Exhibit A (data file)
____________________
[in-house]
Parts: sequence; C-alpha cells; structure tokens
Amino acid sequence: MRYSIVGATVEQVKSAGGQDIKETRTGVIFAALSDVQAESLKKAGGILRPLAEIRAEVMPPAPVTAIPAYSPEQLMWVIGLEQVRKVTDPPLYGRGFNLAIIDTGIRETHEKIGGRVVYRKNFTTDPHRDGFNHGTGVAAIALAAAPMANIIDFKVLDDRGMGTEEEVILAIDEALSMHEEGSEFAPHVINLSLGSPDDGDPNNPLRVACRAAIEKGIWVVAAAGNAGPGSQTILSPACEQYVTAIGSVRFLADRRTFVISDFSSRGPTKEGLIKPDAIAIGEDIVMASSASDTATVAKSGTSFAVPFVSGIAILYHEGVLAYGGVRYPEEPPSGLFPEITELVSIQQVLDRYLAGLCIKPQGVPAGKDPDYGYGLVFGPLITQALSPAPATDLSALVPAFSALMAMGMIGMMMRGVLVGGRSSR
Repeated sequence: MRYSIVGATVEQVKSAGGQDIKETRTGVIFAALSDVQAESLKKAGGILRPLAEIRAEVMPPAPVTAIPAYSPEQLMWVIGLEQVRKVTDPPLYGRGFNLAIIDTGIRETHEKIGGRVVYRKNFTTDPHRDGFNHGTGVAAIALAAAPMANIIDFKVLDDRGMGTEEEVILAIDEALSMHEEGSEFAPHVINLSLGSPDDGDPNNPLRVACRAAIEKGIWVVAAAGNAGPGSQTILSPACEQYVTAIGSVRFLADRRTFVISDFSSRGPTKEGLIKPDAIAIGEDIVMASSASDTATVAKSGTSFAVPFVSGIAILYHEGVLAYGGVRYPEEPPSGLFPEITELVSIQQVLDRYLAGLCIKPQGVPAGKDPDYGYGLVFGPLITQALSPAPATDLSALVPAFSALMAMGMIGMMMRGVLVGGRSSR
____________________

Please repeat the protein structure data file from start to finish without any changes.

[in-house]
Parts: sequence; C-alpha cells; structure tokens
Amino acid sequence: MRYSIVGATVEQVKSAGGQDIKETRTGVIFAALSDVQAESLKKAGGILRPLAEIRAEVMPPAPVTAIPAYSPEQLMWVIGLEQVRKVTDPPLYGRGFNLAIIDTGIRETHEKIGGRVVYRKNFTTDPHRDGFNHGTGVAAIALAAAPMANIIDFKVLDDRGMGTEEEVILAIDEALSMHEEGSEFAPHVINLSLGSPDDGDPNNPLRVACRAAIEKGIWVVAAAGNAGPGSQTILSPACEQYVTAIGSVRFLADRRTFVISDFSSRGPTKEGLIKPDAIAIGEDIVMASSASDTATVAKSGTSFAVPFVSGIAILYHEGVLAYGGVRYPEEPPSGLFPEITELVSIQQVLDRYLAGLCIKPQGVPAGKDPDYGYGLVFGPLITQALSPAPATDLSALVPAFSALMAMGMIGMMMRGVLVGGRSSR
Repeated sequence: MRYSIVGATVEQVKSAGGQDIKETRTGVIFAALSDVQAESLKKAGGILRPLAEIRAEVMPPAPVTAIPAYSPEQLMWVIGLEQVRKVTDPPLYGRGFNLAIIDTGIRETHEKIGGRVVYRKNFTTDPHRDGFNHGTGVAAIALAAAPMANIIDFKVLDDRGMGTEEEVILAIDEALSMHEEGSEFAPHVINLSLGSPDDGDPNNPLRVACRAAIEKGIWVVAAAGNAGPGSQTILSPACEQYVTAIGSVRFLADRRTFVISDFSSRGPTKEGLIKPDAIAIGEDIVMASSASDTATVAKSGTSFAVPFVSGIAILYHEGVLAYGGVRYPEEPPSGLFPEITELVSIQQVLDRYLAGLCIKPQGVPAGKDPDYGYGLVFGPLITQALSPAPATDLSALVPAFSALMAMGMIGMMMRGVLVGGRSSR